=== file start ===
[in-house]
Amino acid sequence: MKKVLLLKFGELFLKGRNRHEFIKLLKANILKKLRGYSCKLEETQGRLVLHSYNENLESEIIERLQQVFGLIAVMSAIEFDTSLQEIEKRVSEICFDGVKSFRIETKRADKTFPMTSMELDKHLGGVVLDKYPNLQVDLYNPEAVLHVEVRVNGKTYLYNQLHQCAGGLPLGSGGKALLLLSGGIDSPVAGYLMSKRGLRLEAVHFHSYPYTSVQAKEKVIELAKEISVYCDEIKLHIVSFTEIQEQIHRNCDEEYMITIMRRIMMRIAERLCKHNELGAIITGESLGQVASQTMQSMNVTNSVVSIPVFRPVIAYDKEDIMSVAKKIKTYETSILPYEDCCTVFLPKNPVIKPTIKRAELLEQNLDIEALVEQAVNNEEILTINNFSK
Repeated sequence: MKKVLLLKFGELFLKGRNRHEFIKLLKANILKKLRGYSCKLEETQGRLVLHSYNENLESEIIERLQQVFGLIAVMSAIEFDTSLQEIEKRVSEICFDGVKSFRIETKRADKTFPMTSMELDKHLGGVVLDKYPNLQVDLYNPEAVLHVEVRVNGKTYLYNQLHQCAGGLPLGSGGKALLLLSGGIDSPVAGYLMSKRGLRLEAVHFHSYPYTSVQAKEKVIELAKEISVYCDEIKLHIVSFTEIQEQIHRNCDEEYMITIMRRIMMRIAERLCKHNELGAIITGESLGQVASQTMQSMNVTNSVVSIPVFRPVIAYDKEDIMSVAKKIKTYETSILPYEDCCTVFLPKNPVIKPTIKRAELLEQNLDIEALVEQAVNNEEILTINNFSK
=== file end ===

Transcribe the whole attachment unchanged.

[in-house]
Amino acid sequence: MKKVLLLKFGELFLKGRNRHEFIKLLKANILKKLRGYSCKLEETQGRLVLHSYNENLESEIIERLQQVFGLIAVMSAIEFDTSLQEIEKRVSEICFDGVKSFRIETKRADKTFPMTSMELDKHLGGVVLDKYPNLQVDLYNPEAVLHVEVRVNGKTYLYNQLHQCAGGLPLGSGGKALLLLSGGIDSPVAGYLMSKRGLRLEAVHFHSYPYTSVQAKEKVIELAKEISVYCDEIKLHIVSFTEIQEQIHRNCDEEYMITIMRRIMMRIAERLCKHNELGAIITGESLGQVASQTMQSMNVTNSVVSIPVFRPVIAYDKEDIMSVAKKIKTYETSILPYEDCCTVFLPKNPVIKPTIKRAELLEQNLDIEALVEQAVNNEEILTINNFSK
Repeated sequence: MKKVLLLKFGELFLKGRNRHEFIKLLKANILKKLRGYSCKLEETQGRLVLHSYNENLESEIIERLQQVFGLIAVMSAIEFDTSLQEIEKRVSEICFDGVKSFRIETKRADKTFPMTSMELDKHLGGVVLDKYPNLQVDLYNPEAVLHVEVRVNGKTYLYNQLHQCAGGLPLGSGGKALLLLSGGIDSPVAGYLMSKRGLRLEAVHFHSYPYTSVQAKEKVIELAKEISVYCDEIKLHIVSFTEIQEQIHRNCDEEYMITIMRRIMMRIAERLCKHNELGAIITGESLGQVASQTMQSMNVTNSVVSIPVFRPVIAYDKEDIMSVAKKIKTYETSILPYEDCCTVFLPKNPVIKPTIKRAELLEQNLDIEALVEQAVNNEEILTINNFSK